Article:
Volume 12, Issue 45 (6-2005)                   RJMS 2005, 12(45): 87-96 | Back to browse issues page

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Soheili Azad A, Nourjah N, Shahbazi F. Relationship between Parasite Infection and Malnutrition in Robat Karim Elementary School Students. RJMS 2005; 12 (45) :87-96
URL: http://rjms.iums.ac.ir/article-1-434-en.html
Abstract:   (8470 Views)


Vast number of school-aged children in developing countries face major health and nutrition problems. Many of these children have a history of PEM as well as nutritional deficiencies of vitamin A and iron. These conditions are exacerbated by helminths infection which is highly prevalent among school-aged children and particularly inimical to their healthy growth, development and educational progress. Yet, large parasite burdens, particularly severe hookworm infection, are associated with impaired cognitive function as well as educational outcome measures such as absenteeism, under-enrollment, and attrition. Thus, helminthic infection appears to constitute a very real barrier to children’s progress in school. In this study a total number of 555 students were selected by random sampling in Robat Karim city. Data was collected by using questionnaires and face to face interviews with children’s mothers. The stool specimens, collected fresh in paper cups, were examined by formol-ether concentration and for diagnosis of oxyuriasis the adhesive cellophane tape was applied. Nutritional status of the students was determined based on anthropometric measurement. Any students whose weight or height was less than -2SD, expected for the given age, was regarded as being malnourished. The results showed that nutritional status of the students on the base of height for age was 6.5% and on the base of weight for height was 9.6% which showed malnutrition. The prevalence of parasites infection was 49.6% including 23% pathogen, 18.5% giardiasis (CI 15.2-22.3) and 4.5% hymenolepis nana (CI 2.8-6.7). 26.6% non pathogen included 19.8% antamobacoli (CI 16.4-23.6), 3.1% andolimax (CI 1.7-5.1), 1.4% iodoambabutchili (CI 0.57-2.9) and the others were less than 1%. The prevalence of oxyuriasis based on cellophane tape was 38.9%. Therefore, the total rate pathogen parasitic infection among students was 61.9%. The prevalence of malnutrition on the base of weight for height was higher in the boys than in the girls and the prevalence of parasites infection was significantly higher in the boys (51.1%) (CI 44.9-57.2) than in the girls (42.3%) (CI 35.7-49) P<0.05). A significant relationship was found between malnutrition (height for age) and parasitic infection P<0.013. There was also a significant relationship between malnutrition (weight for age) and oxyuriasis P<0.006. Consequently, compensatory strategies must be developed to improve health quality.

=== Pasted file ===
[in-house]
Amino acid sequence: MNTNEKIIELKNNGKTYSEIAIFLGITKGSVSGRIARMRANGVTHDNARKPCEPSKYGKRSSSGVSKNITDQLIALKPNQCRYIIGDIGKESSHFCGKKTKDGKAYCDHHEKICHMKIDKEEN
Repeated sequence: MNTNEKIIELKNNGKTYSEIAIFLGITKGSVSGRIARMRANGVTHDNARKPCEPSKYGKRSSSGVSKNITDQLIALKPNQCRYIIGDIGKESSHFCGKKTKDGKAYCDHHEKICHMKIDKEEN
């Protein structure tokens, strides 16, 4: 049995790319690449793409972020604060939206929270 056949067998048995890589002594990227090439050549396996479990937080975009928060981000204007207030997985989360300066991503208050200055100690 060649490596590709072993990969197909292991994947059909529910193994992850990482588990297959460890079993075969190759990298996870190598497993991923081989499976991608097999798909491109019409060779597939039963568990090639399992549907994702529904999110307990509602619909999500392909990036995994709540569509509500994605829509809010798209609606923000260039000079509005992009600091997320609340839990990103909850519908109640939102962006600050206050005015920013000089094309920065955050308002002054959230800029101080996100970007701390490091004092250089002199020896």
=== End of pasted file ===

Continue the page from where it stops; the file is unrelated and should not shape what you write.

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Type of Study: Research | Subject: parasitology

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